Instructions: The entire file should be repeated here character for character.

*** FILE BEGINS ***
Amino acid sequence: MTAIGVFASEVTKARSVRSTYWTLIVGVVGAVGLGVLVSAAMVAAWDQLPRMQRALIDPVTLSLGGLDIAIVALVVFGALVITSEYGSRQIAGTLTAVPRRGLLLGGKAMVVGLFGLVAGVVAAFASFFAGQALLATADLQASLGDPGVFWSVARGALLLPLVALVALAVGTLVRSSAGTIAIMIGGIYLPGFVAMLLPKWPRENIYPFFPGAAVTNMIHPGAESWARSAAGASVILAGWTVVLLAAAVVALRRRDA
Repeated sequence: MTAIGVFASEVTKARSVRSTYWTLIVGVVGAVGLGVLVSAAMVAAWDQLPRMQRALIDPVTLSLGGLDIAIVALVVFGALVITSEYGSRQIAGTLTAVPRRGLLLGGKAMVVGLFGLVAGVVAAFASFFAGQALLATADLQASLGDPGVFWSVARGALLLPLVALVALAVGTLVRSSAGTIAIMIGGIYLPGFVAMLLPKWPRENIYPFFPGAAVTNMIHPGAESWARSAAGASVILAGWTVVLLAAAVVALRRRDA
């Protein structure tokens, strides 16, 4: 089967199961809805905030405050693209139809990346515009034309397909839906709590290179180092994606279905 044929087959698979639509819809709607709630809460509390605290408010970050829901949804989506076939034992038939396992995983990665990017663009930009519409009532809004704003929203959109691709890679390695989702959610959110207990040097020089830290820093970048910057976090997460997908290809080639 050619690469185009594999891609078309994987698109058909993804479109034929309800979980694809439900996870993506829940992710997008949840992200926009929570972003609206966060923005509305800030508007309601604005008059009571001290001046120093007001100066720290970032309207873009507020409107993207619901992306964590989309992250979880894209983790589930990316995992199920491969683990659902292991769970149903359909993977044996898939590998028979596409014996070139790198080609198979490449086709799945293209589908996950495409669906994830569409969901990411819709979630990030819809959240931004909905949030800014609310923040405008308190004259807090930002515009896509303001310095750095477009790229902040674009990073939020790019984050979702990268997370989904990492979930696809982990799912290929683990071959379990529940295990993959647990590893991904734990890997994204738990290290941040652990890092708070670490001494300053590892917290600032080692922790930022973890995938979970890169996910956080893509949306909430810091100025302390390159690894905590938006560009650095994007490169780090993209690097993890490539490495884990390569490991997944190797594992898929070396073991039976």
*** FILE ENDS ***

Amino acid sequence: MTAIGVFASEVTKARSVRSTYWTLIVGVVGAVGLGVLVSAAMVAAWDQLPRMQRALIDPVTLSLGGLDIAIVALVVFGALVITSEYGSRQIAGTLTAVPRRGLLLGGKAMVVGLFGLVAGVVAAFASFFAGQALLATADLQASLGDPGVFWSVARGALLLPLVALVALAVGTLVRSSAGTIAIMIGGIYLPGFVAMLLPKWPRENIYPFFPGAAVTNMIHPGAESWARSAAGASVILAGWTVVLLAAAVVALRRRDA
Repeated sequence: MTAIGVFASEVTKARSVRSTYWTLIVGVVGAVGLGVLVSAAMVAAWDQLPRMQRALIDPVTLSLGGLDIAIVALVVFGALVITSEYGSRQIAGTLTAVPRRGLLLGGKAMVVGLFGLVAGVVAAFASFFAGQALLATADLQASLGDPGVFWSVARGALLLPLVALVALAVGTLVRSSAGTIAIMIGGIYLPGFVAMLLPKWPRENIYPFFPGAAVTNMIHPGAESWARSAAGASVILAGWTVVLLAAAVVALRRRDA
């Protein structure tokens, strides 16, 4: 089967199961809805905030405050693209139809990346515009034309397909839906709590290179180092994606279905 044929087959698979639509819809709607709630809460509390605290408010970050829901949804989506076939034992038939396992995983990665990017663009930009519409009532809004704003929203959109691709890679390695989702959610959110207990040097020089830290820093970048910057976090997460997908290809080639 050619690469185009594999891609078309994987698109058909993804479109034929309800979980694809439900996870993506829940992710997008949840992200926009929570972003609206966060923005509305800030508007309601604005008059009571001290001046120093007001100066720290970032309207873009507020409107993207619901992306964590989309992250979880894209983790589930990316995992199920491969683990659902292991769970149903359909993977044996898939590998028979596409014996070139790198080609198979490449086709799945293209589908996950495409669906994830569409969901990411819709979630990030819809959240931004909905949030800014609310923040405008308190004259807090930002515009896509303001310095750095477009790229902040674009990073939020790019984050979702990268997370989904990492979930696809982990799912290929683990071959379990529940295990993959647990590893991904734990890997994204738990290290941040652990890092708070670490001494300053590892917290600032080692922790930022973890995938979970890169996910956080893509949306909430810091100025302390390159690894905590938006560009650095994007490169780090993209690097993890490539490495884990390569490991997944190797594992898929070396073991039976």